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  • Native to the Himalayas, Balfour's Forget-Me-Not thrives in cool, moist areas
    Slide #1
  • Sharon Utegaard (center) receiving an award on behalf of her husband, Rolf, at IPAW's 2018 Annual Meeting
    Slide #2
  • Unfortunately, Oriental Bittersweet is hybridizing with our native bittersweet
    Slide #3
  • The spread of barberry may be correlated with the spread of Lyme disease
    Slide #4
  • The IPAW booth at the Wisconsin Wetland's Association meeting in 2016
    Slide #5
  • Tansy was once grown in herbal gardens for medicinal purposes
    Slide #6

Upcoming Events

July16

IPAW Board Meeting 1-3 pm at the WI DNR Office, 101 S Webster, GEF 2, Room 628, Madison, WI 53707

Aug22

IPAW Field Day 9 am-3:30 pm, UW Madison Arboretum, Madison click here more information

Sept10

IPAW Board Meeting1-3 pm at the WI DNR Office, 101 S Webster, GEF 2, Room 628, Madison, WI 53707


2018 Field Days


Other Invasive-Related Events


Welcome to Our Website

IPAW logo"Slowly, but persistently, making their way across the land, ecologically invasive plants are the silent invaders of our time" quoted from Elizabeth J. Czarapata's book Invasive Plants of the Upper Midwest. Most of us don't even know they exist. We have the illusion of lush, green landscapes, when in fact, much of what we see are invasive plant species. In reality, invasive species have contributed directly to the decline of 49% of threatened or endangered species in the United States. The annual cost to the United States economy is estimated at $138 billion a year, with over 100 million acres suffering from invasive plant infestations. Because there is a need for a greater understanding, it is IPAW's mission "to promote better stewardship of the Natural Resources of Wisconsin by advancing the understanding of invasive plants, preventing their introduction, and encouraging the control of their spread."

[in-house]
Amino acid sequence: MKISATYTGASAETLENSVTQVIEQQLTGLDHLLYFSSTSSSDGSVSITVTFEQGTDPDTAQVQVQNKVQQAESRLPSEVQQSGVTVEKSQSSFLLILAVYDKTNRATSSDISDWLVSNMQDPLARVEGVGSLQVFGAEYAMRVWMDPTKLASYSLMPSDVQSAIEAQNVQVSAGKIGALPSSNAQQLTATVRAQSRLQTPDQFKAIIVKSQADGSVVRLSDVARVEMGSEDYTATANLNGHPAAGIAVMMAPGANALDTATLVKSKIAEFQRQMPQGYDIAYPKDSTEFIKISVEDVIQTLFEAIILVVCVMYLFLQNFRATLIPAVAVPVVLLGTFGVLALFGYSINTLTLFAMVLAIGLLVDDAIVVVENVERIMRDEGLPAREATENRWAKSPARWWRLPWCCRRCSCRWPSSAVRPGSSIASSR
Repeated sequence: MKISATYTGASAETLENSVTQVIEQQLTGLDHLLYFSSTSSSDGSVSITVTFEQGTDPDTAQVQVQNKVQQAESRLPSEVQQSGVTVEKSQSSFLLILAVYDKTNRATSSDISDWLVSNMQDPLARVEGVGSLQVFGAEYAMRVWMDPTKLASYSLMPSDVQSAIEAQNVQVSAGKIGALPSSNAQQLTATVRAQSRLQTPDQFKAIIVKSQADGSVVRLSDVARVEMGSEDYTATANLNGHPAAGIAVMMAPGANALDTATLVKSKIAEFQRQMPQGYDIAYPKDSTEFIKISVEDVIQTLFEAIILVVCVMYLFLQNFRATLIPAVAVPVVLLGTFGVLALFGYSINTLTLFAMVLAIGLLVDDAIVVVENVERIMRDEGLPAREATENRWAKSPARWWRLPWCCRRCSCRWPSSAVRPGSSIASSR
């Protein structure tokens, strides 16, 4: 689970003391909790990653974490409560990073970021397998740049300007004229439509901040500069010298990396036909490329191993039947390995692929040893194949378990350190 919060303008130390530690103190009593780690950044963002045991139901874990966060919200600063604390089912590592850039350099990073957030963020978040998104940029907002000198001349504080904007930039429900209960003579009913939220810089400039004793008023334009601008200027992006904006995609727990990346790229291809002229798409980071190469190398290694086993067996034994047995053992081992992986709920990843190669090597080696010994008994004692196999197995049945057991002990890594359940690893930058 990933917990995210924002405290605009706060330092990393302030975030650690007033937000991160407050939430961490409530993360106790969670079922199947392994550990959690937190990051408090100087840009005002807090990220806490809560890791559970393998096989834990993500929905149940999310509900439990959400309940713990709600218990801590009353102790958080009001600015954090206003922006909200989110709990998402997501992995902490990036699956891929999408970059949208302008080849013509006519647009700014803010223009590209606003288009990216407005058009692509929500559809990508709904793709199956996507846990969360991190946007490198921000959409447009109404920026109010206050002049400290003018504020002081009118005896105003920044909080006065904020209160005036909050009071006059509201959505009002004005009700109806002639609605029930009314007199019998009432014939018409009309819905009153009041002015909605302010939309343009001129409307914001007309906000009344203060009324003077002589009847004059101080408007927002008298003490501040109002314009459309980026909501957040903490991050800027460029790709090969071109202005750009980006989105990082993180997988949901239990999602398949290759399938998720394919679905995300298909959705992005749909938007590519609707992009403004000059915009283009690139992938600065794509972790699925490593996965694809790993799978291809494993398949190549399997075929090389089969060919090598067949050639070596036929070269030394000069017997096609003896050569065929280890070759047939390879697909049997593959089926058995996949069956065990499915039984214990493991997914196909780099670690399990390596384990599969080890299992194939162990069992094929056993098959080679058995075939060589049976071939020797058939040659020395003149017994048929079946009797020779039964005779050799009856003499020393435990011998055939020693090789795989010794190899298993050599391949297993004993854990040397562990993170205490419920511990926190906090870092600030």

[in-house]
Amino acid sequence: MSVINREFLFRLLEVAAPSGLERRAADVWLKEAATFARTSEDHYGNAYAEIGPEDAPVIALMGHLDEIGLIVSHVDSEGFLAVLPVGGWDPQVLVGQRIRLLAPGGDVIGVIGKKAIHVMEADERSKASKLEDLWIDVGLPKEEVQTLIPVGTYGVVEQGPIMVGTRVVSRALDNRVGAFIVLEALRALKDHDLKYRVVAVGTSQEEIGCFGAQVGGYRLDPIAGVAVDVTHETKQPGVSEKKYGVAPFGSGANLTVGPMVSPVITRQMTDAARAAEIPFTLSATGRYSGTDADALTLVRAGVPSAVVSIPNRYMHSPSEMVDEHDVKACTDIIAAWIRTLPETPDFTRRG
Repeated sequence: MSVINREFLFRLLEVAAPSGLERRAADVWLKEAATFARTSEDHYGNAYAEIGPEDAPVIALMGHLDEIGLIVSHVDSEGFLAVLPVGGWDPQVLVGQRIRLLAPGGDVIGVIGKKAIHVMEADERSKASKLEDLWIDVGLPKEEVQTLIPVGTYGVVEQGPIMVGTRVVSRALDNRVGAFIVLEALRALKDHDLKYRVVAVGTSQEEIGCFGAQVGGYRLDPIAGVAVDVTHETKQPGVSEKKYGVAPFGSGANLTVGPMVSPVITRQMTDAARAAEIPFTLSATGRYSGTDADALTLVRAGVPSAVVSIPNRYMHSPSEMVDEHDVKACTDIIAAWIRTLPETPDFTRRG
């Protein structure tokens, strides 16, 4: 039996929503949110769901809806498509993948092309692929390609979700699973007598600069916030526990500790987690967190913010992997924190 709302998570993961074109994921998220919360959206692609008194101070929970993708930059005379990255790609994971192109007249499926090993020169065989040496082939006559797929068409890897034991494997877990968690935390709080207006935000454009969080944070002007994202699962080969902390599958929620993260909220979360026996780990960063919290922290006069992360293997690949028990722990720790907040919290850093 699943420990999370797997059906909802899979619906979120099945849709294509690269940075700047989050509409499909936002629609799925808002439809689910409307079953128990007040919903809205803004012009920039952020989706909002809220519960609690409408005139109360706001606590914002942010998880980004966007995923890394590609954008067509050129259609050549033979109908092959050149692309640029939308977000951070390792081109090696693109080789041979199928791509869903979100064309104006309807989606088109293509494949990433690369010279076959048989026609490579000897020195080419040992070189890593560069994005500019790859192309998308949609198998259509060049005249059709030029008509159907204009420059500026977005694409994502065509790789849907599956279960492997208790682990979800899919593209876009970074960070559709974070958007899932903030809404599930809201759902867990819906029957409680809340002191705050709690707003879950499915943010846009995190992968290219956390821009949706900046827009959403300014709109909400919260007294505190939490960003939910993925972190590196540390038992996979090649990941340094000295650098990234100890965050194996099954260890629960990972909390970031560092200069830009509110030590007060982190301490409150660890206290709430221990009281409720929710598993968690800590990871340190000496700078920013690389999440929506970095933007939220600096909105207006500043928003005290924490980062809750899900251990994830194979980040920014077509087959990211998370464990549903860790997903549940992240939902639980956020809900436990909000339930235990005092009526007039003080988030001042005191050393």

We invite you to take a look at our website, and we hope to persuade you about the importance of controlling invasive plant species in Wisconsin... or wherever you may live.


New Threats to Wisconsin

Besides these, you can learn about more New Threats in our newsletter

Japanese stilt grass
Japanese stilt grass

It's almost here! Japanese stilt grass is currently found in Illinois, less than 15 miles from the Wisconsin border.

more
Porcelain berry
Porcelain berry

A climbing vine in the grape family, first introduced as an ornamental landscape plant from temperate Asia.

more
Japanese hedge parsley
Japanese hedgeparsley

A member of the carrot family, this species is rapidly spreading and has the potential to invade to most regions of the state.

more

Our Mission

"To promote better stewardship of the natural resources of Wisconsin by advancing the understanding of invasive plants, preventing their introduction, and encouraging the control of their spread."

Contact Us

PO Box 5274
Madison, WI 53705-0274
info@ipaw.org
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